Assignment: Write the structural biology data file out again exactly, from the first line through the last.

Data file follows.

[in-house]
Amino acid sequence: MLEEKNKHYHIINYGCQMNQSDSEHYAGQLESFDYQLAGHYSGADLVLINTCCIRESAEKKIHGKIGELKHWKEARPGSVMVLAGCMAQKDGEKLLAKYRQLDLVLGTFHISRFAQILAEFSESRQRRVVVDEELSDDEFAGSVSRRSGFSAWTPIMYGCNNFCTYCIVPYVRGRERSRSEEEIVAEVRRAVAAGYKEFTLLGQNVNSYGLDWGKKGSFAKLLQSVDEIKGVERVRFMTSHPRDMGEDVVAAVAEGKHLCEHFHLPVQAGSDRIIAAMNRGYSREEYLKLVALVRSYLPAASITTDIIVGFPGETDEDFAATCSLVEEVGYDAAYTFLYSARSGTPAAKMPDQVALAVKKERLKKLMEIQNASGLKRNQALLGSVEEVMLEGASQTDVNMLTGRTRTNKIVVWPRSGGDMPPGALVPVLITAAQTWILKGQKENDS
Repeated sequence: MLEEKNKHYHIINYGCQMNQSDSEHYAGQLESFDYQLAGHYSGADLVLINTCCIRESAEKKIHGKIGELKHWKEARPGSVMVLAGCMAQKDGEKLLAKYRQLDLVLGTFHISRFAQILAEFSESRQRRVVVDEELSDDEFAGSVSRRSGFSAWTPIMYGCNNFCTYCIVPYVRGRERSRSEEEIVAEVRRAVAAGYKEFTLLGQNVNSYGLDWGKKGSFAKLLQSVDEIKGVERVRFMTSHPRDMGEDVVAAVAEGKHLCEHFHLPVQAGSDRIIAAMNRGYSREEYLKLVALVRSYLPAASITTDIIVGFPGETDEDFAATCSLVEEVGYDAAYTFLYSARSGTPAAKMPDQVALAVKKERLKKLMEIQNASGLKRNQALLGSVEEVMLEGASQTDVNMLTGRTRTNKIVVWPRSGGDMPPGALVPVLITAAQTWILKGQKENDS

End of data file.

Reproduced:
[in-house]
Amino acid sequence: MLEEKNKHYHIINYGCQMNQSDSEHYAGQLESFDYQLAGHYSGADLVLINTCCIRESAEKKIHGKIGELKHWKEARPGSVMVLAGCMAQKDGEKLLAKYRQLDLVLGTFHISRFAQILAEFSESRQRRVVVDEELSDDEFAGSVSRRSGFSAWTPIMYGCNNFCTYCIVPYVRGRERSRSEEEIVAEVRRAVAAGYKEFTLLGQNVNSYGLDWGKKGSFAKLLQSVDEIKGVERVRFMTSHPRDMGEDVVAAVAEGKHLCEHFHLPVQAGSDRIIAAMNRGYSREEYLKLVALVRSYLPAASITTDIIVGFPGETDEDFAATCSLVEEVGYDAAYTFLYSARSGTPAAKMPDQVALAVKKERLKKLMEIQNASGLKRNQALLGSVEEVMLEGASQTDVNMLTGRTRTNKIVVWPRSGGDMPPGALVPVLITAAQTWILKGQKENDS
Repeated sequence: MLEEKNKHYHIINYGCQMNQSDSEHYAGQLESFDYQLAGHYSGADLVLINTCCIRESAEKKIHGKIGELKHWKEARPGSVMVLAGCMAQKDGEKLLAKYRQLDLVLGTFHISRFAQILAEFSESRQRRVVVDEELSDDEFAGSVSRRSGFSAWTPIMYGCNNFCTYCIVPYVRGRERSRSEEEIVAEVRRAVAAGYKEFTLLGQNVNSYGLDWGKKGSFAKLLQSVDEIKGVERVRFMTSHPRDMGEDVVAAVAEGKHLCEHFHLPVQAGSDRIIAAMNRGYSREEYLKLVALVRSYLPAASITTDIIVGFPGETDEDFAATCSLVEEVGYDAAYTFLYSARSGTPAAKMPDQVALAVKKERLKKLMEIQNASGLKRNQALLGSVEEVMLEGASQTDVNMLTGRTRTNKIVVWPRSGGDMPPGALVPVLITAAQTWILKGQKENDS